U.S. soldier Bergdahl guilty of desertion

Army Sgt. Bowe Bergdahl, who is expected to plead guilty to charges of desertion and misbehavior on Monday, said he would not be able to get a fair trial now because President Trump once called him a "no good traitor" and said he should be executed. "The people who want to hang me, you're never going to convince those people".

The defense also was rebuffed in an effort to prove President Donald Trump had unfairly swayed the case with scathing criticism of Bergdahl, including suggestions of harsh punishment.

Bergdahl was immediately captured after leaving his post and held for five years by the Haqqani network. President Barack Obama, who approved the Taliban prisoner swap that brought Bergdahl home in 2014, said the USA does not leave its service members on the battlefield, but he was roundly criticized by Republicans.

He was charged with desertion, which carries a potential five-year sentence, and with misbehavior - essentially, endangering the troops who were sent to search for him - which carries a potential life sentence.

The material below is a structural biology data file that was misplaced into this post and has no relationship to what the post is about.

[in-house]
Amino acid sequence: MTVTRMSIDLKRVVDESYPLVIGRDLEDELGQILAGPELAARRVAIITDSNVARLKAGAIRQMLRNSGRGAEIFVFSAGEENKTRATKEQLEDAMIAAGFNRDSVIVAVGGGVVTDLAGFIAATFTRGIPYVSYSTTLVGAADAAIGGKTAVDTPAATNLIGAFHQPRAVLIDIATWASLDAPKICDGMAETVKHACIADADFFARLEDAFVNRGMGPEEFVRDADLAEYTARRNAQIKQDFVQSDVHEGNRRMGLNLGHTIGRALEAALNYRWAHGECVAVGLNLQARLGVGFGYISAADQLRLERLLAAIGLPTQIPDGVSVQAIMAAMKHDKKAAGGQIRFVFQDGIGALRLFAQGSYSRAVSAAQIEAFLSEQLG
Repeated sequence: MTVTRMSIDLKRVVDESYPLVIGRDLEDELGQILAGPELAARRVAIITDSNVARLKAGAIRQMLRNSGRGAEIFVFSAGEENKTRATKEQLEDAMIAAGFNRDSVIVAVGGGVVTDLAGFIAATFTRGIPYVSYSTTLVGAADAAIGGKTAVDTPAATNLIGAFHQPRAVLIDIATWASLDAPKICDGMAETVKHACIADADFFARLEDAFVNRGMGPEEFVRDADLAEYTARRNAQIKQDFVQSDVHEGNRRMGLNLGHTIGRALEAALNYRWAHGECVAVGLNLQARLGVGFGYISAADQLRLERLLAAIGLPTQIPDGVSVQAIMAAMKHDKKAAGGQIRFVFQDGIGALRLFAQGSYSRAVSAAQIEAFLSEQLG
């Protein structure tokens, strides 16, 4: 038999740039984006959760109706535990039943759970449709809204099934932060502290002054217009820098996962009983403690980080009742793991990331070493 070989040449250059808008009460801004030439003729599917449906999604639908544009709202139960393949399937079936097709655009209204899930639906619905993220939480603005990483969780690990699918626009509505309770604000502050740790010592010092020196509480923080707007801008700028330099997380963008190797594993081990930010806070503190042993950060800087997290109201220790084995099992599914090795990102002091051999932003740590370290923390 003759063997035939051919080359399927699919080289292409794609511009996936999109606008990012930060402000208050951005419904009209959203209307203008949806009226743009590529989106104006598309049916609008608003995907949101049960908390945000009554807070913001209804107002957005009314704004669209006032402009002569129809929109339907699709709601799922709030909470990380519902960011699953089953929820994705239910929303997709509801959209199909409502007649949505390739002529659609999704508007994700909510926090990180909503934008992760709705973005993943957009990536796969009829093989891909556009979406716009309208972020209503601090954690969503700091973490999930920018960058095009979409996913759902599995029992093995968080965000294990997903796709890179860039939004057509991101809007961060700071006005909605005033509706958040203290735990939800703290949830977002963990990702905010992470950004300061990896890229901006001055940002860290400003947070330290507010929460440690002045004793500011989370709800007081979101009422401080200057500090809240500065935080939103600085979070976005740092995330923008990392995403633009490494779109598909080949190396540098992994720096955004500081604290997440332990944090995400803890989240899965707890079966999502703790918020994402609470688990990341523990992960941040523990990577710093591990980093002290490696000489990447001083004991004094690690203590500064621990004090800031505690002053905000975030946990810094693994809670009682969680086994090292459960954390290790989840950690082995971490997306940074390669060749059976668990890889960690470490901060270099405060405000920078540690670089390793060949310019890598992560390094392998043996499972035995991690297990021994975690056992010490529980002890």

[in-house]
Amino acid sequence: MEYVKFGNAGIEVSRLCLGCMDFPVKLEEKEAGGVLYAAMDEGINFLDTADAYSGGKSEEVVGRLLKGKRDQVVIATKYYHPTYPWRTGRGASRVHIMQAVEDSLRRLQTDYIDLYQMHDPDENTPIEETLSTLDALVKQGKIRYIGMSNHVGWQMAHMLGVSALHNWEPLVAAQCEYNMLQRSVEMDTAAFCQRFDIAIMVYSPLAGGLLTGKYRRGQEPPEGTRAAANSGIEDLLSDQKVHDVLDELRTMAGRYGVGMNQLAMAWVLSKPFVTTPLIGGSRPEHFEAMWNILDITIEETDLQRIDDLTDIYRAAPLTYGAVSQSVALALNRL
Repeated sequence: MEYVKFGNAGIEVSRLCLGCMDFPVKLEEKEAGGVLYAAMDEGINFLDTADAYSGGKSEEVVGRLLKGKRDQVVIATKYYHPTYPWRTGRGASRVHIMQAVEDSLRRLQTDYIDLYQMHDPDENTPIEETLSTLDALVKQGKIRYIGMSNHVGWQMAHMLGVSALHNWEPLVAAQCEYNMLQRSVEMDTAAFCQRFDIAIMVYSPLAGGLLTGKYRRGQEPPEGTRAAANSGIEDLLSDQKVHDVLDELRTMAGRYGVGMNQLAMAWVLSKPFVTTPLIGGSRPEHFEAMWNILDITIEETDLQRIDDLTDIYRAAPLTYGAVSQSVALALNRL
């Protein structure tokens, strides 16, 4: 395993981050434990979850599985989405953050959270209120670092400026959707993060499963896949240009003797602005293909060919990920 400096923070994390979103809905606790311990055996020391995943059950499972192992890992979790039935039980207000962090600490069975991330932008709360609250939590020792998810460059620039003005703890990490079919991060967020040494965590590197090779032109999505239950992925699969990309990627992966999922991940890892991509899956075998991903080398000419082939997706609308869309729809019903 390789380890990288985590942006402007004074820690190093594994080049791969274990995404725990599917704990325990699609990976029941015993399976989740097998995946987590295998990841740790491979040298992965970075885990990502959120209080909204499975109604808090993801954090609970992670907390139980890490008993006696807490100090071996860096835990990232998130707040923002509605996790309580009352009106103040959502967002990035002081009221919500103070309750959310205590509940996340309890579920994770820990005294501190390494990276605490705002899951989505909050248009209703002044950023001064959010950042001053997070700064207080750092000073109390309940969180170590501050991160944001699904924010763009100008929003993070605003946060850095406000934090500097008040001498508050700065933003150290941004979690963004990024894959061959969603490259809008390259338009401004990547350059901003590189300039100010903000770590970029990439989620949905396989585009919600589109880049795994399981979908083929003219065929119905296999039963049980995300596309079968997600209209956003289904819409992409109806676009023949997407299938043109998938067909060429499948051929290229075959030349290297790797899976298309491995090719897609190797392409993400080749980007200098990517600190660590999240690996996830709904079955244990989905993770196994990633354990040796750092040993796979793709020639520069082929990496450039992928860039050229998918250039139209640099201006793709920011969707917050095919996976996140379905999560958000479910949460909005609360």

After departing the base, leaving behind his firearm, the young soldier was quickly captured by militants and held prisoner by the feared Haqqani faction, a Taliban-linked, Pakistan-based outfit blamed for many deadly attacks on U.S. soldiers.

An Army Sanity Board Evaluation determined in 2015 that Bergdahl suffers from schizotypal personality disorder.

United States officials have described Bergdahl's treatment in captivity as the worst case of prisoner abuse since the Vietnam War, with his captors beating him and locking him in a small cage for extended periods of time.

Nonetheless, he said he made "somewhere between a dozen and 15 escape attempts".

Legal scholars have said that several pretrial rulings against the defense have given prosecutors leverage to pursue stiff punishment against Bergdahl.

"I didn't think there'd be any reason to pull off a crucial mission to look for one guy", he said, adding his actions were "very inexcusable".

Sentencing will start on October 23, according to an Associated Press report published earlier this month.

  • Rogelio Becker